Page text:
Notre-Dame fire: French President vows to rebuild iconic cathedral as two billionaires pledge over €300m to reconstruction effort

Notre-Dame fire: French President vows to rebuild iconic cathedral as two billionaires pledge over €300m to reconstruction effort

FRENCH President Emmanuel Macron has promised to rebuild Notre-Dame Cathedral in Paris after a huge fire destroyed the historic structure's wooden roof and spire.

Macron said it was "the fate, the destiny of France, and our common project over the coming years" to ensure the iconic building's restoration as he called on "the greatest talent" from around the world to contribute to the effort.

Two French billionaires – Francois-Henri Pinault and Bernard Arnault – have already answered that call, pledging €100 million and €200 million respectively towards the reconstruction process this morning.

Mr Pinault is CEO of the Kering group – which owns the Gucci and Yves Saint Laurent fashion houses – and is married to Hollywood actress Salma Hayek, while Mr Arnault is CEO of LVMH, the world's largest luxury-goods company.

In a statement, Mr Pinault said his €100m contribution would be paid via his family's investment firm Artemis towards "the effort necessary to completely rebuild Notre-Dame".

Speaking later on Tuesday morning as he announced his own €200m pledge, fellow benefactor Mr Arnault said: "The Arnault family and the LVMH group would like to show their solidarity at this time of national tragedy, and are joining up to help rebuild this extraordinary cathedral, which is a symbol of France, of its heritage and of French unity."

Main structure saved

Monday evening's inferno destroyed the wooden roof of the 850-year-old UNESCO world heritage landmark, shortly after its spectacular 19th century Gothic spire collapsed among a hellish scene of orange flames and dark smoke above the Parisian skyline.

Fire broke out on the wooden roof of the double-sheltered cathedral at around 6.50pm and spread to the spire by 7.40pm, before it tumbled to the ground at 7.53pm prior to the collapse of the roof itself at 8.07pm. The fire was not fully extinguished until around 8.30am this morning.

More than 400 firefighters battled into the night to control the blaze, declaring in the early hours of Tuesday that the incident was under control over nine hours after it broke out.

Paris fire brigade chief Jean-Claude Gallet said "we can consider that the main structure of Notre-Dame has been saved and preserved" including its two famous bell towers and lower stone roof.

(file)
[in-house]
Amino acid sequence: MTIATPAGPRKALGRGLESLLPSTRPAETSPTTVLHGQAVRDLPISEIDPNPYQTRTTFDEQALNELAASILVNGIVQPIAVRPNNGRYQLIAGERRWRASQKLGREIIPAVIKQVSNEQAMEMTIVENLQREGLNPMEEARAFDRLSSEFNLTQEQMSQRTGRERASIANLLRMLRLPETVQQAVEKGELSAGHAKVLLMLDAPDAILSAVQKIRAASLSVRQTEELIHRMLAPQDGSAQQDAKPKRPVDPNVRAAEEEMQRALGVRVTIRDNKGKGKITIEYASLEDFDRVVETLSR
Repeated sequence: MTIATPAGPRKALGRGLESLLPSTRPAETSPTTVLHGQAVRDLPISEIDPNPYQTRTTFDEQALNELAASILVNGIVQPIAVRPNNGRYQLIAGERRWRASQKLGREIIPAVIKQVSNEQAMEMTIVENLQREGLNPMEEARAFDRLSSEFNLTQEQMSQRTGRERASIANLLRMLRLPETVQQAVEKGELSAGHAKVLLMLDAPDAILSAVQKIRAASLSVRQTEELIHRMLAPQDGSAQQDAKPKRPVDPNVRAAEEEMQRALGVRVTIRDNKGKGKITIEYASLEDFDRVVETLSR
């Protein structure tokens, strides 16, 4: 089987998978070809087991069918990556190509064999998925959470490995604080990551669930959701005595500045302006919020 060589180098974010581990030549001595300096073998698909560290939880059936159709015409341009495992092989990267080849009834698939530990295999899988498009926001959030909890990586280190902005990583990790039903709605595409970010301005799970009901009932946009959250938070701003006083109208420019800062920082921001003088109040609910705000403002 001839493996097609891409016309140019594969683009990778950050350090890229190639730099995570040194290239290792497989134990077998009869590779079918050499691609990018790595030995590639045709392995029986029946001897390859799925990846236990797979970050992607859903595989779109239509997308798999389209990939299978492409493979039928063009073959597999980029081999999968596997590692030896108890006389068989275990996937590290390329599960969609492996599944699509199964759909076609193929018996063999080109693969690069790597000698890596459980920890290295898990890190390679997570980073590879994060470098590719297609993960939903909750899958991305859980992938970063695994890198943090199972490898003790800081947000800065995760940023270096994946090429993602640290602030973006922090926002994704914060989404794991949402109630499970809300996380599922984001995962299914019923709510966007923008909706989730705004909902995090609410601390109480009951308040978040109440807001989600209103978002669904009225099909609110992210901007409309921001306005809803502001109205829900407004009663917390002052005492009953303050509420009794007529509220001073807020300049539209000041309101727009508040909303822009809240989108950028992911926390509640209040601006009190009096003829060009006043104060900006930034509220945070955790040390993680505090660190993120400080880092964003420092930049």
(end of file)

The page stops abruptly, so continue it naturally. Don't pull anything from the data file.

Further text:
Mr Macron expressed his relief at the news, describing Notre-Dame as a place where French people "lived all our great moments" and "the epicentre of our lives".

Announcing a national subscription would be launched to raise money for the rebuild, he added: "I say this very solemnly to you tonight, we will rebuild Notre-Dame together.

"This is undoubtedly part of the French destiny... it is what the French people expect and what our history deserves."

The cause of the blaze was not immediately clear, but the cathedral had been undergoing intense restoration work which the fire service said could be linked to the blaze.

French prosecutors said the inferno was being currently being treated as an accident, while one fireman is understood to have been seriously injured.

Symbol of France

Meanwhile, historians and Church officials have expressed incredulity at the collapse of a building that has been a symbol of France for almost a millennium.

Notre-Dame's foundation stone was laid in 1163 by Pope Alexander III, and the original structure was completed in the mid-13th century.

The cathedral has long been considered a feat of western architecture as well as a major religious and cultural symbol of France with its twin bell towers, spire, flying buttresses and stained glass windows.

Located in Île de la Cité, a small island in the middle of the Seine river, Notre-Dame is one of Paris' most popular attractions – drawing an estimated 13 million visitors a year, even more than the Eiffel Tower.

Even as it fell into disrepair over the centuries, it was the site of Napoleon Bonaparte's coronation as emperor in 1804.

The central spire was built in the 19th century amid a broad restoration effort, made possible partly by success of The Hunchback of Notre-Dame in 1831.

Images emerging from the interior of the building in the early hours of Tuesday morning showed that more appears to have been saved than had been feared, with a surprisingly intact space beneath a seemingly structurally sound stone ceiling.

In yet more fortunate news, it has been revealed that a large number of Notre-Dame's priceless relics and artifacts – including many of its famed gargoyles – were removed from the site by construction workers in recent days.